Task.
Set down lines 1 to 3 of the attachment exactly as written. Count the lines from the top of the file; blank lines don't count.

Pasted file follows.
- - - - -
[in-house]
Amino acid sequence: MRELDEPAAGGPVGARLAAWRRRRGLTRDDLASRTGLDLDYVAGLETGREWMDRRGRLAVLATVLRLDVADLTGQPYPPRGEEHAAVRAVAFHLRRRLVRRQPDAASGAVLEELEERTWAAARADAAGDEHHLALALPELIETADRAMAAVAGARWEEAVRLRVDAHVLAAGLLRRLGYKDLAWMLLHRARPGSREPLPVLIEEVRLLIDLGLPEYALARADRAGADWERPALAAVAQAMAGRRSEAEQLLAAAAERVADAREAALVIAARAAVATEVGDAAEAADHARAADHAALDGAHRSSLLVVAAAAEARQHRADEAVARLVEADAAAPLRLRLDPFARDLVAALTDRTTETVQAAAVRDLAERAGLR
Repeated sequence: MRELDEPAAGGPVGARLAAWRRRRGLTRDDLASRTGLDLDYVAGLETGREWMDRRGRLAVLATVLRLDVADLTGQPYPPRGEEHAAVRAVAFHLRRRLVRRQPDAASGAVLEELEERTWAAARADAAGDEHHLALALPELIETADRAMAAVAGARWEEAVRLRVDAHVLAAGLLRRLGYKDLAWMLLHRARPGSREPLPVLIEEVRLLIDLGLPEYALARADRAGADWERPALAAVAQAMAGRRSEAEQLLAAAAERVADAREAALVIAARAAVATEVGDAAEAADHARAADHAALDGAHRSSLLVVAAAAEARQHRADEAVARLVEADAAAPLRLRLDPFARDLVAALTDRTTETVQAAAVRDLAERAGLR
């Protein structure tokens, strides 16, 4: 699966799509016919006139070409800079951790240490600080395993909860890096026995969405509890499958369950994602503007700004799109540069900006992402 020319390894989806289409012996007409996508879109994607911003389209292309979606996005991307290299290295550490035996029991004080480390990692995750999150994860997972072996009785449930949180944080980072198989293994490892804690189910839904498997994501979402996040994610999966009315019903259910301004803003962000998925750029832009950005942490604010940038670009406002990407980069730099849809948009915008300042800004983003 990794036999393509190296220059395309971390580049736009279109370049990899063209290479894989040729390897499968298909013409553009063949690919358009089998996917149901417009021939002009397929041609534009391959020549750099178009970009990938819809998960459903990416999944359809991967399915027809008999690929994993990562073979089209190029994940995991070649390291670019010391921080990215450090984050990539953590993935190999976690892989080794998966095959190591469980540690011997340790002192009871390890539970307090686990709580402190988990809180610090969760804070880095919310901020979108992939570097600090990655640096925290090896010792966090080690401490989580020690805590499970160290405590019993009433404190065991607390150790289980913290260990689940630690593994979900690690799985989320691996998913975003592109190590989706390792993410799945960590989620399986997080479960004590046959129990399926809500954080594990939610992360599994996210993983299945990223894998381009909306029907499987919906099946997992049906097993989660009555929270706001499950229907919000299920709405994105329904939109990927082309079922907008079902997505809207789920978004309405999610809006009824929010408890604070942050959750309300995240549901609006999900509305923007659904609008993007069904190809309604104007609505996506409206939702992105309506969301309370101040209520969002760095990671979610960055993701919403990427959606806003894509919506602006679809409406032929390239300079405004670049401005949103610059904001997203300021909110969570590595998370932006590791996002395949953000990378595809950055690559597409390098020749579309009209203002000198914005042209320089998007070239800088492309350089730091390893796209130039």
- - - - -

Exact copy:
[in-house]
Amino acid sequence: MRELDEPAAGGPVGARLAAWRRRRGLTRDDLASRTGLDLDYVAGLETGREWMDRRGRLAVLATVLRLDVADLTGQPYPPRGEEHAAVRAVAFHLRRRLVRRQPDAASGAVLEELEERTWAAARADAAGDEHHLALALPELIETADRAMAAVAGARWEEAVRLRVDAHVLAAGLLRRLGYKDLAWMLLHRARPGSREPLPVLIEEVRLLIDLGLPEYALARADRAGADWERPALAAVAQAMAGRRSEAEQLLAAAAERVADAREAALVIAARAAVATEVGDAAEAADHARAADHAALDGAHRSSLLVVAAAAEARQHRADEAVARLVEADAAAPLRLRLDPFARDLVAALTDRTTETVQAAAVRDLAERAGLR
Repeated sequence: MRELDEPAAGGPVGARLAAWRRRRGLTRDDLASRTGLDLDYVAGLETGREWMDRRGRLAVLATVLRLDVADLTGQPYPPRGEEHAAVRAVAFHLRRRLVRRQPDAASGAVLEELEERTWAAARADAAGDEHHLALALPELIETADRAMAAVAGARWEEAVRLRVDAHVLAAGLLRRLGYKDLAWMLLHRARPGSREPLPVLIEEVRLLIDLGLPEYALARADRAGADWERPALAAVAQAMAGRRSEAEQLLAAAAERVADAREAALVIAARAAVATEVGDAAEAADHARAADHAALDGAHRSSLLVVAAAAEARQHRADEAVARLVEADAAAPLRLRLDPFARDLVAALTDRTTETVQAAAVRDLAERAGLR